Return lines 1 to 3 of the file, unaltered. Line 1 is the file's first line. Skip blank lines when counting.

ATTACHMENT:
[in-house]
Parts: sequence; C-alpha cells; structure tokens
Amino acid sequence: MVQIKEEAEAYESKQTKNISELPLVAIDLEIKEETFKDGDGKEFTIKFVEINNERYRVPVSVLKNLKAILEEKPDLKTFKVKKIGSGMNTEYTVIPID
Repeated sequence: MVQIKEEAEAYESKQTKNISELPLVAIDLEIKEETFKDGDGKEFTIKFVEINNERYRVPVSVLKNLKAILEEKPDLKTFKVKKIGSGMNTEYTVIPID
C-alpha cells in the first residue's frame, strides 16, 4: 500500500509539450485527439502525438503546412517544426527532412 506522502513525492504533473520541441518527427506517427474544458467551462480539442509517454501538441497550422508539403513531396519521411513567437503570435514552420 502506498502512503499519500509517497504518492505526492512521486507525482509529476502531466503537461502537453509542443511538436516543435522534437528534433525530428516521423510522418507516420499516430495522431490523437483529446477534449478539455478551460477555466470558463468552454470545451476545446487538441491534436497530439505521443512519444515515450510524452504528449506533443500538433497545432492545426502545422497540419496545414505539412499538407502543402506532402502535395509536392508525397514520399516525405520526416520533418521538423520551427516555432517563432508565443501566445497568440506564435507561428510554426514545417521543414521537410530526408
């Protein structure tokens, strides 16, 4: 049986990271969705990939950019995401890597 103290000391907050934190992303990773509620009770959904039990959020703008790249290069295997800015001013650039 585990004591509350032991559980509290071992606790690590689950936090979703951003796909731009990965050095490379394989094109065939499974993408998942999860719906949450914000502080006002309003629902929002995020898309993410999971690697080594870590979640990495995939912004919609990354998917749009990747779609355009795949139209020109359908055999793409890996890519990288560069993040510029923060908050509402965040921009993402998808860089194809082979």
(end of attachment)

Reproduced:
[in-house]
Parts: sequence; C-alpha cells; structure tokens
Amino acid sequence: MVQIKEEAEAYESKQTKNISELPLVAIDLEIKEETFKDGDGKEFTIKFVEINNERYRVPVSVLKNLKAILEEKPDLKTFKVKKIGSGMNTEYTVIPID